What is the most easy way to follow a dozen of moves from a book ? I would like to edit a particular position and then see what the solution in a book (in my case "100 endgames you must know" in Villa's book) says. It is hard for me to follow just the notation in the book and actual moving pieces would make things easier. Is better some program or rather web page; which one ? I do not actually need to be advised by some engine, just editing and following the solution will be enough.


3 Answers 3


I do this by having two physical chessboards. One for the book and one for my analysis. It helps to have smaller "analysis" sized boards so that two boards do not take up too much space.


I use syzygy.com on my phone. Although it’s a tablebase engine, I use it for setting up positions of any scale including FEN input and playing through them. It’s just a single screen and no login or navigation is required. I feel a bit guilty because I am sure it would be good for my visualisation skills to just look at the diagram, but what the hey. I can also grab the FEN again easily to make a diagram or load into an online engine.

A bottleneck for me is the translation between text and spatial language. Maybe a mild dyslexia, maybe something to do with having learnt descriptive notation as a boy. I prefer animation if I am following a solution e.g. Chessbase.com or black & white figurines in the text if I must read from a book.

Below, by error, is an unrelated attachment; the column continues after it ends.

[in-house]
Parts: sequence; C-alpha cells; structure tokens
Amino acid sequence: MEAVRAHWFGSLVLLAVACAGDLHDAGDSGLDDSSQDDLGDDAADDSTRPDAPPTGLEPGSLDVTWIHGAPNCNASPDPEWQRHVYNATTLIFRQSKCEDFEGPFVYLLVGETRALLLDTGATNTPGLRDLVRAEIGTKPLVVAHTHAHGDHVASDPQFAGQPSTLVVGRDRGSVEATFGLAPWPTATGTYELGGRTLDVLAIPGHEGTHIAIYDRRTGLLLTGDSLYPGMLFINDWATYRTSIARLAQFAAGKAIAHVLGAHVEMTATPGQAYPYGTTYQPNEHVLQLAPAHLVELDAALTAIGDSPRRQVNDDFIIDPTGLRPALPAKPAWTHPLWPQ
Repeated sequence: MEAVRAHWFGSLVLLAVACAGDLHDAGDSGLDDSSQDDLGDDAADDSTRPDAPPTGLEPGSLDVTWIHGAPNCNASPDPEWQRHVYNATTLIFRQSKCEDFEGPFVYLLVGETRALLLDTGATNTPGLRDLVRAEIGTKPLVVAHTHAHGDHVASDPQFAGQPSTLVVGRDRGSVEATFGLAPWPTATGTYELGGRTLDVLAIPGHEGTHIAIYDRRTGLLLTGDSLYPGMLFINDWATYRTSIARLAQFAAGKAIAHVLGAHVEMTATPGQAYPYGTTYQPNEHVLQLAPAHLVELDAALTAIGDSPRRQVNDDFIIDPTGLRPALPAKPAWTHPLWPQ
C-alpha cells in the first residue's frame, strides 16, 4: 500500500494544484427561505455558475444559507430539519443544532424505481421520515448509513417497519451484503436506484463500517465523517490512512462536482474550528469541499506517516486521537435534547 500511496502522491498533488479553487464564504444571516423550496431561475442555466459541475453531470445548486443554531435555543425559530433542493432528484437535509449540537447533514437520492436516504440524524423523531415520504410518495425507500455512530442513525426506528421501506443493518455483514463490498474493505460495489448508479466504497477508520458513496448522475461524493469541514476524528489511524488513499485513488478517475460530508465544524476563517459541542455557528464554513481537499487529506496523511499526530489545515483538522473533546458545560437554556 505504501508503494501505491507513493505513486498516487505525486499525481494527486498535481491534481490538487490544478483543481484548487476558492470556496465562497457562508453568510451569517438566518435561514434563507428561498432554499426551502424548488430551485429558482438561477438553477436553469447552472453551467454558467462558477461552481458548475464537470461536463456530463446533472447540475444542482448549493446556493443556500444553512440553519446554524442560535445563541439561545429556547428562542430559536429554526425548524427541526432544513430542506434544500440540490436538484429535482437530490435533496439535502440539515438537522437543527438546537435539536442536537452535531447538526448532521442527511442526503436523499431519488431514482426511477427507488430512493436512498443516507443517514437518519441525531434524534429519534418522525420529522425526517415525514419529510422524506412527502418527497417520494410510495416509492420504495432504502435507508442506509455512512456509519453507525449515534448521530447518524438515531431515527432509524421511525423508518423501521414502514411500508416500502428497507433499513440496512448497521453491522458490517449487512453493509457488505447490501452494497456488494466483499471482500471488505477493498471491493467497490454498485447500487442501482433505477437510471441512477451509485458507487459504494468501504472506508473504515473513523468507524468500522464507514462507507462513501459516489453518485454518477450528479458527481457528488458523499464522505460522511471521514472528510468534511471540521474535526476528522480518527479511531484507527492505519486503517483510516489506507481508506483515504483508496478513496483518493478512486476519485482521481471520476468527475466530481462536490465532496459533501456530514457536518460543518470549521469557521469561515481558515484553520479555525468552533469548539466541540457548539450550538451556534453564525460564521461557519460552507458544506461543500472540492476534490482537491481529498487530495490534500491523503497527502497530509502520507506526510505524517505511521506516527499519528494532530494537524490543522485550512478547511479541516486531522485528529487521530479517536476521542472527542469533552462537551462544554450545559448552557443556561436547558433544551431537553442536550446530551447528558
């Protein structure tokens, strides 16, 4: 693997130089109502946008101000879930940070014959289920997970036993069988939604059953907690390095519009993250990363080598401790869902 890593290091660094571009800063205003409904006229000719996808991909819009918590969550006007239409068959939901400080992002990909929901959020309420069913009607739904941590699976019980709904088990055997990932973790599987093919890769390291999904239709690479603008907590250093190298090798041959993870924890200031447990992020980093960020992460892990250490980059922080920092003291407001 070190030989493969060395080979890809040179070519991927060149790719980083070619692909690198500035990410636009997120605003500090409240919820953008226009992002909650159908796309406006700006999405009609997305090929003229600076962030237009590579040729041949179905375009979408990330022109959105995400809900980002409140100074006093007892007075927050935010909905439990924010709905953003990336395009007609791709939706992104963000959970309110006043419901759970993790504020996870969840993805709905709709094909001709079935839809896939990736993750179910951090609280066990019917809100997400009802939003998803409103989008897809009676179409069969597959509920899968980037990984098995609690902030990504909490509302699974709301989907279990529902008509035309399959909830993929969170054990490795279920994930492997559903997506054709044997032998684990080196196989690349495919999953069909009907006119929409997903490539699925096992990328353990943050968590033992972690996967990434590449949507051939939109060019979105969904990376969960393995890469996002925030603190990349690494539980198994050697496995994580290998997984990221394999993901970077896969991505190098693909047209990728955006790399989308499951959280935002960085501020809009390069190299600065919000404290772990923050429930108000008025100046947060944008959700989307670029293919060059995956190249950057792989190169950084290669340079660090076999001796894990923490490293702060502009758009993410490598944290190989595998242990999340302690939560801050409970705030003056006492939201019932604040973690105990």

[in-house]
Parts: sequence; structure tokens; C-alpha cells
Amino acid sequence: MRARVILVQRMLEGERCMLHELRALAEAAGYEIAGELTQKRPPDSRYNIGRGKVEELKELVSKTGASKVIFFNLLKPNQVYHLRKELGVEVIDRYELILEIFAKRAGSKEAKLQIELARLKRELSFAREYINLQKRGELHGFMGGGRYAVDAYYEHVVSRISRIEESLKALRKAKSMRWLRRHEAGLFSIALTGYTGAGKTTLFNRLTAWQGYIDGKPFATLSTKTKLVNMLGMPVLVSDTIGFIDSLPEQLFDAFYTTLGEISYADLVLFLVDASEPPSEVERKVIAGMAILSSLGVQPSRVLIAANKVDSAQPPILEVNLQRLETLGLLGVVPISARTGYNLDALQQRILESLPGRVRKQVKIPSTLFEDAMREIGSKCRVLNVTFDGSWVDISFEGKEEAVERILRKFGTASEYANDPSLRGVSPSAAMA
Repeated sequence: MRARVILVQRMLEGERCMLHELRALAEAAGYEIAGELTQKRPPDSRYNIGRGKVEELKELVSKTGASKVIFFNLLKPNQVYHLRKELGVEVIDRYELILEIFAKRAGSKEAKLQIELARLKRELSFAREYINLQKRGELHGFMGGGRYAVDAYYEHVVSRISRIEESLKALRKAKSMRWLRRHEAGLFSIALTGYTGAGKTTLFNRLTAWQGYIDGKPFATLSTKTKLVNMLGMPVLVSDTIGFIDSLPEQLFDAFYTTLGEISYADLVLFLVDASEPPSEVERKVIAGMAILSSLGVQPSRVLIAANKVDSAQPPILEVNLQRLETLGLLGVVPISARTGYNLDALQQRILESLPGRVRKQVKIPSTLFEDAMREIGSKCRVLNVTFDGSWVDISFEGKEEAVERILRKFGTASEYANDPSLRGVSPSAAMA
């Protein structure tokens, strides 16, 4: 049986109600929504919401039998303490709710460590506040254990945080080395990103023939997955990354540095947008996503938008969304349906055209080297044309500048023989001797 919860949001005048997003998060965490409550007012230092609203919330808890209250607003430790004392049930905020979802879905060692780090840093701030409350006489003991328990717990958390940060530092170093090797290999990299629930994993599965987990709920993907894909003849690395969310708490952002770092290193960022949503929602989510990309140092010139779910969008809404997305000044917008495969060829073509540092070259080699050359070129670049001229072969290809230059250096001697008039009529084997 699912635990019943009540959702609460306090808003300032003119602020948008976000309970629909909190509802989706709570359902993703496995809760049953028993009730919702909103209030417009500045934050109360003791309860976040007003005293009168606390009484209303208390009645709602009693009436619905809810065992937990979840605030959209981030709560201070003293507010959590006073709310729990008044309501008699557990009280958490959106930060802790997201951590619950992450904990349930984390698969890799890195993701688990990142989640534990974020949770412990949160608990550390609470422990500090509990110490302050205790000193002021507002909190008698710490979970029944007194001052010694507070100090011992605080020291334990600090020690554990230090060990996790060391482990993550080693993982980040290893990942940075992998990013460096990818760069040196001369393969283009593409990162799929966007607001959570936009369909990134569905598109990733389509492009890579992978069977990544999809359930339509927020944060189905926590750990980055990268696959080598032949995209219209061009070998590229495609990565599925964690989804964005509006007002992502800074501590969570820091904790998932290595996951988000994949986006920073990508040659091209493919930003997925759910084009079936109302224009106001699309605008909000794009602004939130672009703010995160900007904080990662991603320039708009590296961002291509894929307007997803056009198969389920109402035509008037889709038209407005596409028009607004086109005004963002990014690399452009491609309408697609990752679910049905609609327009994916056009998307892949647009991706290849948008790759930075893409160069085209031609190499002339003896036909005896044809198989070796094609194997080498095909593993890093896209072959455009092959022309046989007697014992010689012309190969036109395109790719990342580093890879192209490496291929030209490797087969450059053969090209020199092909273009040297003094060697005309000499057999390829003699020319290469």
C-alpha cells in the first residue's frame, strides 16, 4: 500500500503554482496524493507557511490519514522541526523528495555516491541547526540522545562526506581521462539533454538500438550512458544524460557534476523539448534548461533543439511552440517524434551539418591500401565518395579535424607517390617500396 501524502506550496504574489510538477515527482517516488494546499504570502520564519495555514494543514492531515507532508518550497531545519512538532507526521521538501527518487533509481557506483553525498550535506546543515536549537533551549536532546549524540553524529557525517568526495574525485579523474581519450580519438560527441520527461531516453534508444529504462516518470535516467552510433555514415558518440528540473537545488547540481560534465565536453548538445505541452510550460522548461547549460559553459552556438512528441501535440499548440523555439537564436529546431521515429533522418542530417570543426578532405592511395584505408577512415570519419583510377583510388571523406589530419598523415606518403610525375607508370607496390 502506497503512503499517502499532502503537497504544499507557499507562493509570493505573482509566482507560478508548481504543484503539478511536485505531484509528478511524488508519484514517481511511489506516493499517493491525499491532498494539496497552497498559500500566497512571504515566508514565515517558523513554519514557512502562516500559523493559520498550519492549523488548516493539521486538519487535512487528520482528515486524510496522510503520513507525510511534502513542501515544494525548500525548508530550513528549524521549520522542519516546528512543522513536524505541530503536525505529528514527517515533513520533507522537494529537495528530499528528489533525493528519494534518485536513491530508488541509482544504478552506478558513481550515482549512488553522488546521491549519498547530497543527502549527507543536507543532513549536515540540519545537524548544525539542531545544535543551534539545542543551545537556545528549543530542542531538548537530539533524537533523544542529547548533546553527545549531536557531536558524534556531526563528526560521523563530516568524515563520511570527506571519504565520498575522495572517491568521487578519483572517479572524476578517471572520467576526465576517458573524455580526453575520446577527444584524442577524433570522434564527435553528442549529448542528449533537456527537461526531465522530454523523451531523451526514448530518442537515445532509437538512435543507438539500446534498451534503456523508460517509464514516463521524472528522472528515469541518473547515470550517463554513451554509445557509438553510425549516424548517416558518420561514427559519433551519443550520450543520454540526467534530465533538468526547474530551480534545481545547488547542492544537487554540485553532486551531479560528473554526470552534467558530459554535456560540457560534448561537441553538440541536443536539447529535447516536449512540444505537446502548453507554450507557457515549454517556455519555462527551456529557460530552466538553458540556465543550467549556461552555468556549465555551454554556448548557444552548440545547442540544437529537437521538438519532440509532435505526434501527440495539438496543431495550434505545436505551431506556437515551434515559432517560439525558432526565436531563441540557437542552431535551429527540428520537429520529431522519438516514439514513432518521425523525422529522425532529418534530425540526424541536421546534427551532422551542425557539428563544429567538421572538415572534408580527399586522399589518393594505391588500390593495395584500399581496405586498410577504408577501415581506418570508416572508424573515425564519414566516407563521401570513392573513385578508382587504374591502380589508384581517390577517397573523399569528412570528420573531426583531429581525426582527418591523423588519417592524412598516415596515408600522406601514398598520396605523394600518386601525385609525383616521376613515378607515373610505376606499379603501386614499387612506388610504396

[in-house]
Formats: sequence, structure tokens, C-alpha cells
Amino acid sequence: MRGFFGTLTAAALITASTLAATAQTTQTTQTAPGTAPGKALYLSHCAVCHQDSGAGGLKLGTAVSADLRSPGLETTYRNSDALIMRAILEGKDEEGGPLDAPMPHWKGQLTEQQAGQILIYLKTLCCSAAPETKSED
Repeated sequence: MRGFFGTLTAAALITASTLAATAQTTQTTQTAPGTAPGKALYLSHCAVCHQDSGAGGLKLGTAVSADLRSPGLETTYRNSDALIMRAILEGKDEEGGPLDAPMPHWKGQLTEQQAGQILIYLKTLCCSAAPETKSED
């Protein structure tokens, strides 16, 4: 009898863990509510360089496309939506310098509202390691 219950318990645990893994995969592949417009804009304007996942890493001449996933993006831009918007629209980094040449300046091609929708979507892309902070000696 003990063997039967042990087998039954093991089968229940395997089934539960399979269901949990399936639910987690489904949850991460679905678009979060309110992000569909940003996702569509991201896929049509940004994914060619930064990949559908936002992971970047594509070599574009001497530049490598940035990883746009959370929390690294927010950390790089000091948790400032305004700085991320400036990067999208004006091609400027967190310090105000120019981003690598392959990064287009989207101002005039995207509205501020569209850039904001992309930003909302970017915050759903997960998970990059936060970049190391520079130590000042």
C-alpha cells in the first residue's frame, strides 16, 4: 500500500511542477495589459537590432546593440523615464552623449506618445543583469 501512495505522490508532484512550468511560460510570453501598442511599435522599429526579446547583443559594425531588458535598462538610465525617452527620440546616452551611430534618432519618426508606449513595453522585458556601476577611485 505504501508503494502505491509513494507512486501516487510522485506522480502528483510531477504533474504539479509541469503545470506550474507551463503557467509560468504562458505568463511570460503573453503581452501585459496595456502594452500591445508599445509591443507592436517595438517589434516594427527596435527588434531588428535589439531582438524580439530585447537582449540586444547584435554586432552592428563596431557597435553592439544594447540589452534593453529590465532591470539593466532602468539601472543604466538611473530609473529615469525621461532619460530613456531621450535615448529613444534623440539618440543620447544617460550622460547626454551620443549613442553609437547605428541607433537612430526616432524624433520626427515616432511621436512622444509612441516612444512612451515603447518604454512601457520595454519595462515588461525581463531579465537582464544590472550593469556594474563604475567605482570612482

When I am composing problems I generally use Olive because that allows me to store lots of intermediate positions. It also has the built-in Popeye problem engine. If the problem is difficult, I may have a physical board in another room so I can shift to the other and get a change of posture and hopefully of perspective.

A physical board is particularly useful for solving or composing retrograde analysis because the physical pieces off the board gives me a count for pawn capture or promotion purposes.


Most authors expect readers to follow the moves as they read. By doing so you can focus on learning what the author is trying to teach you instead of leaving a good part of your attention to keeping track of the position.

The obvious option is a physical board but you can also use an analysis board on Lichess or open up a new Lichess study if you want to store your work (both options are free).

There's other software that can help you (like ChessBase for example) but it'd probably be a bit of overkill.

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